Tomorrow, the World!

Maher Chebaro and Nemer Ziyad, the co-owners of dress-your-own-pita spot Falafill (3202 N. Broadway; 773-525-0052), are planning an empire—a chain of Falafills bringing fried chickpeas to the masses. “We are trying to do maybe five this year,” says Chebaro, who is also the chef. Negotiations have begun on three locations already: in Evanston, in Rogers Park, and near State and Madison in the Loop, with a goal to open in June. They hope the new spots will make their own pita fresh, and each new store will incorporate a few location-specific menu tweaks, such as omelet pitas and coffee for the breakfast crowd in the Loop. Chebaro and Ziyad also have Wicker Park and University Village in their sights for 2010. And the Chicago sites are just the appetizer to jumping state lines. “The next step will be to go to Milwaukee and Madison,” Chebaro says. “We want to go all over the country. We just want to pace ourselves.”


“All human history attests / That happiness for man—the hungry sinner!— / Since Eve ate apples, much depends on dinner.” –from Don Juan, by George Gordon, Lord Byron (1788-1824), English poet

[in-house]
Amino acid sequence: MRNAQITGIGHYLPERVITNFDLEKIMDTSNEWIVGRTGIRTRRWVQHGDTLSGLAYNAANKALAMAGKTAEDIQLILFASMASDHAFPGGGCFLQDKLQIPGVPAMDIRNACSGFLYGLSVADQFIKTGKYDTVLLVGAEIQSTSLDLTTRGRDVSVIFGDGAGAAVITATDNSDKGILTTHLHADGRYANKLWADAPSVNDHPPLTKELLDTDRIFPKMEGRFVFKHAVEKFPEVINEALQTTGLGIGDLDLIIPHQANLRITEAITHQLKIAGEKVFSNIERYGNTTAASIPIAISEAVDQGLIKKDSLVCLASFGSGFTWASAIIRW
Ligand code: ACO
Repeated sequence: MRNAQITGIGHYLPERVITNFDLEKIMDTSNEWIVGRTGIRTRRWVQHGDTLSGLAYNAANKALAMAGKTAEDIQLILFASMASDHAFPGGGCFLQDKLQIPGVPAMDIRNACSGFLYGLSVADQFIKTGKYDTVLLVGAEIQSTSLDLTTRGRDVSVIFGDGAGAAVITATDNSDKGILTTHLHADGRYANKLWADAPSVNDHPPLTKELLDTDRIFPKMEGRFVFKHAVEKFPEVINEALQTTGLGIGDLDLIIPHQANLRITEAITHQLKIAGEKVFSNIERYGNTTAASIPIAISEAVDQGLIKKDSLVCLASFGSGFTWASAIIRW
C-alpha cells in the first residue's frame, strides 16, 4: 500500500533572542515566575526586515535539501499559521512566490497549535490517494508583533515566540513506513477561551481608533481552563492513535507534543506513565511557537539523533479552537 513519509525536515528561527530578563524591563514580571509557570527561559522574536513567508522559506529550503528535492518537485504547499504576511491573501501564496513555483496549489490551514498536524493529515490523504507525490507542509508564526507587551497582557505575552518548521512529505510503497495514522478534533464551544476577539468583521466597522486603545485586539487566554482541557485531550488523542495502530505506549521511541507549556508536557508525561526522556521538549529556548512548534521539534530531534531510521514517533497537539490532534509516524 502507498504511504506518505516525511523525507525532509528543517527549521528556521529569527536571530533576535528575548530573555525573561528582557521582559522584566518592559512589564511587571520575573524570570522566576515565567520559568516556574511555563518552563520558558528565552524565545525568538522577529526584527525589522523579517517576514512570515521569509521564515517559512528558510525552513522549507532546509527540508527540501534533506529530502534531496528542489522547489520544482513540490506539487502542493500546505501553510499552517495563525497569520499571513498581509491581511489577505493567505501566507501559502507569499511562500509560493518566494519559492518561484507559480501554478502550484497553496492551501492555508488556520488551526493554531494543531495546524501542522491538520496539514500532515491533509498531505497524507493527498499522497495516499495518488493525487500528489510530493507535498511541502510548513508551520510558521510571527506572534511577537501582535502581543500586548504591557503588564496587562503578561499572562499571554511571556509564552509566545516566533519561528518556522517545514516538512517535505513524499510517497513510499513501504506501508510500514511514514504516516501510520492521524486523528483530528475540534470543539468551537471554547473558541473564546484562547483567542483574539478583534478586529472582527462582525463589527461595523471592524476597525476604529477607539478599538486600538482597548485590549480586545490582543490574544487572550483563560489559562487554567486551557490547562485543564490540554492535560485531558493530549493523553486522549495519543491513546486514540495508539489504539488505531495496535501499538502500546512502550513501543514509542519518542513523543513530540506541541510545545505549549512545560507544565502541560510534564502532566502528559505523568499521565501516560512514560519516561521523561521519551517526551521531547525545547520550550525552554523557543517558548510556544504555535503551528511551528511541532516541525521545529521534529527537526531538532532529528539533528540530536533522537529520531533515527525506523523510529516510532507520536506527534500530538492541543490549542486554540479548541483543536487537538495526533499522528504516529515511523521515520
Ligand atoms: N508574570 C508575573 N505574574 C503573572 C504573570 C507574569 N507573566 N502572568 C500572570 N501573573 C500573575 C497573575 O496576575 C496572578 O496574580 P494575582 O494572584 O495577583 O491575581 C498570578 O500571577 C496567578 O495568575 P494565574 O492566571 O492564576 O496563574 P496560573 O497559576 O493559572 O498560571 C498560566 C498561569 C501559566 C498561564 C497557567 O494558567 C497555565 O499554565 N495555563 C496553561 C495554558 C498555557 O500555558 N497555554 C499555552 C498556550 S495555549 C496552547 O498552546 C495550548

Terragusto Tre

“We are looking at opening something in Glencoe,” says Theo Gilbert, the chef and owner of Terragusto, which already has locations on Addison in Roscoe Village and in Lincoln Park (where Gilbert is a co-owner). Gilbert plans to keep the farm-to-table approach—working with the Glencoe farmers’ market—for a BYO-friendly (expect a small corkage fee) restaurant and market, to open in June, if all goes well. Sounds to us like a real boon to Glencoe, and also to Writers’ Theatre-goers.

Five Questions for Colleen Benedetto

Johnny B’s Bar & Grill (8436 Brookfield Ave., Brookfield; 708-485-4504) recently acquired a new smoker and revamped its menu. We chatted with Johnny B’s wife, Colleen Benedetto, about the change.

D: Are you running the smoker yourself, or did you bring someone else in to do it?
CB: We have a man called Mr. 50s Savory Smokehouse doing it. He’s handling the kitchen. He is doing all the cooking. That’s what he wants to call himself.

D: Who ran your kitchen before Mr. 50s?
CB: Johnny and I were running the kitchen before. Made our own pizza, hamburgers, chicken sandwiches. We’re still working in the kitchen.

D: Were you looking for a new cook?
CB: He approached us. His name is Keith. I couldn’t even tell you his last name. Our kitchen was going really slow and we were chitchatting in the bar. He’s a good friend of a friend of ours, and he said he’d be happy to help us out.

D: What’s he making in the smoker?
CB: He smokes his own ribs. He prides himself on his no-sauce barbecue. It’s dry rub. He uses it [the dry rub] on the chicken and the ribs and the rib tips. Although he doesn’t use sauce on the meat, he puts a little on the side if you want it.

D: So what’s with the name?
CB: He’s looking ahead to maybe someday opening his own restaurant.

Just Deserts